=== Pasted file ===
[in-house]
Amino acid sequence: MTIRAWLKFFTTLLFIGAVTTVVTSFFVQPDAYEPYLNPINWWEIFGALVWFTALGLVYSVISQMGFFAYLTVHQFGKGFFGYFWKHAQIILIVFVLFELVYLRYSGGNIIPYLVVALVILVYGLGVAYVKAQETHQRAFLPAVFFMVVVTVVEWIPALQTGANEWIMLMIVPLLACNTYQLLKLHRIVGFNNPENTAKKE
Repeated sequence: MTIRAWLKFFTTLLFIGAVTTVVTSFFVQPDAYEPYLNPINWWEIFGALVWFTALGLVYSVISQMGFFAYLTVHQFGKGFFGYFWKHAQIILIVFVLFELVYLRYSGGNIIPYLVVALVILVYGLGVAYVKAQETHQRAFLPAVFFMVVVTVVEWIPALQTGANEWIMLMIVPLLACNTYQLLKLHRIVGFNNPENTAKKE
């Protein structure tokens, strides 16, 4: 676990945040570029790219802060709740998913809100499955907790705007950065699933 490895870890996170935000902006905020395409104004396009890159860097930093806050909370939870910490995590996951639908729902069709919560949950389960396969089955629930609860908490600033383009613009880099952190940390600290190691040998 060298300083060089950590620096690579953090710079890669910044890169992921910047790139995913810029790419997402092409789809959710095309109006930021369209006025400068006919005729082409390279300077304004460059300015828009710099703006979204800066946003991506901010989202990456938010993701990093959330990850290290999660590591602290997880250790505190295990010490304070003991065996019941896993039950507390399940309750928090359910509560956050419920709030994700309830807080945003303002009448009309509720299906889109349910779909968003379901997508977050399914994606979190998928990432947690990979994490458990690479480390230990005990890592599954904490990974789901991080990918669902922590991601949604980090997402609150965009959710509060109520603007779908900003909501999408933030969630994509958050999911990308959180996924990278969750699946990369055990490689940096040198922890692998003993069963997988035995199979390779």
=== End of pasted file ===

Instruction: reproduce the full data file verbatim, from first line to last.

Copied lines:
[in-house]
Amino acid sequence: MTIRAWLKFFTTLLFIGAVTTVVTSFFVQPDAYEPYLNPINWWEIFGALVWFTALGLVYSVISQMGFFAYLTVHQFGKGFFGYFWKHAQIILIVFVLFELVYLRYSGGNIIPYLVVALVILVYGLGVAYVKAQETHQRAFLPAVFFMVVVTVVEWIPALQTGANEWIMLMIVPLLACNTYQLLKLHRIVGFNNPENTAKKE
Repeated sequence: MTIRAWLKFFTTLLFIGAVTTVVTSFFVQPDAYEPYLNPINWWEIFGALVWFTALGLVYSVISQMGFFAYLTVHQFGKGFFGYFWKHAQIILIVFVLFELVYLRYSGGNIIPYLVVALVILVYGLGVAYVKAQETHQRAFLPAVFFMVVVTVVEWIPALQTGANEWIMLMIVPLLACNTYQLLKLHRIVGFNNPENTAKKE
């Protein structure tokens, strides 16, 4: 676990945040570029790219802060709740998913809100499955907790705007950065699933 490895870890996170935000902006905020395409104004396009890159860097930093806050909370939870910490995590996951639908729902069709919560949950389960396969089955629930609860908490600033383009613009880099952190940390600290190691040998 060298300083060089950590620096690579953090710079890669910044890169992921910047790139995913810029790419997402092409789809959710095309109006930021369209006025400068006919005729082409390279300077304004460059300015828009710099703006979204800066946003991506901010989202990456938010993701990093959330990850290290999660590591602290997880250790505190295990010490304070003991065996019941896993039950507390399940309750928090359910509560956050419920709030994700309830807080945003303002009448009309509720299906889109349910779909968003379901997508977050399914994606979190998928990432947690990979994490458990690479480390230990005990890592599954904490990974789901991080990918669902922590991601949604980090997402609150965009959710509060109520603007779908900003909501999408933030969630994509958050999911990308959180996924990278969750699946990369055990490689940096040198922890692998003993069963997988035995199979390779």